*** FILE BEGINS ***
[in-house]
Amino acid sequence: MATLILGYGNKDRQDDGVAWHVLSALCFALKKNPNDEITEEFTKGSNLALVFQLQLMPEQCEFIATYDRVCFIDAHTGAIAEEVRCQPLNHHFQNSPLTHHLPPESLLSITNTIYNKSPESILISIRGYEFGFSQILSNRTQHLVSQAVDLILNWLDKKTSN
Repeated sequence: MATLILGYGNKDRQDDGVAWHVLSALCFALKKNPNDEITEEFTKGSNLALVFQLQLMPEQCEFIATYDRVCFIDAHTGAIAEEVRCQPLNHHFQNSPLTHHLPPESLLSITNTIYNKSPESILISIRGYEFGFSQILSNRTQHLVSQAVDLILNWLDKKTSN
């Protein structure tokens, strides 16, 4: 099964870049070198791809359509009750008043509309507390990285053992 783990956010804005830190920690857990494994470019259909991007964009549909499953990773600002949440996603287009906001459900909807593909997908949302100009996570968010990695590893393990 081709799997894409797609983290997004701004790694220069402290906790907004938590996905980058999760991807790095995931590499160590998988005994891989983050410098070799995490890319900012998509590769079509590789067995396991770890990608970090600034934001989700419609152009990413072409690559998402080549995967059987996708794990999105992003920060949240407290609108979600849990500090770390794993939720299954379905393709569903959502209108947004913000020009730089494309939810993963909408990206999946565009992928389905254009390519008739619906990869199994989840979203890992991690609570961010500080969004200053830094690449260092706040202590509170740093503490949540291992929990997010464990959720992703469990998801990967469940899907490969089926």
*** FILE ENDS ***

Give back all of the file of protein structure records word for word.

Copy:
[in-house]
Amino acid sequence: MATLILGYGNKDRQDDGVAWHVLSALCFALKKNPNDEITEEFTKGSNLALVFQLQLMPEQCEFIATYDRVCFIDAHTGAIAEEVRCQPLNHHFQNSPLTHHLPPESLLSITNTIYNKSPESILISIRGYEFGFSQILSNRTQHLVSQAVDLILNWLDKKTSN
Repeated sequence: MATLILGYGNKDRQDDGVAWHVLSALCFALKKNPNDEITEEFTKGSNLALVFQLQLMPEQCEFIATYDRVCFIDAHTGAIAEEVRCQPLNHHFQNSPLTHHLPPESLLSITNTIYNKSPESILISIRGYEFGFSQILSNRTQHLVSQAVDLILNWLDKKTSN
């Protein structure tokens, strides 16, 4: 099964870049070198791809359509009750008043509309507390990285053992 783990956010804005830190920690857990494994470019259909991007964009549909499953990773600002949440996603287009906001459900909807593909997908949302100009996570968010990695590893393990 081709799997894409797609983290997004701004790694220069402290906790907004938590996905980058999760991807790095995931590499160590998988005994891989983050410098070799995490890319900012998509590769079509590789067995396991770890990608970090600034934001989700419609152009990413072409690559998402080549995967059987996708794990999105992003920060949240407290609108979600849990500090770390794993939720299954379905393709569903959502209108947004913000020009730089494309939810993963909408990206999946565009992928389905254009390519008739619906990869199994989840979203890992991690609570961010500080969004200053830094690449260092706040202590509170740093503490949540291992929990997010464990959720992703469990998801990967469940899907490969089926």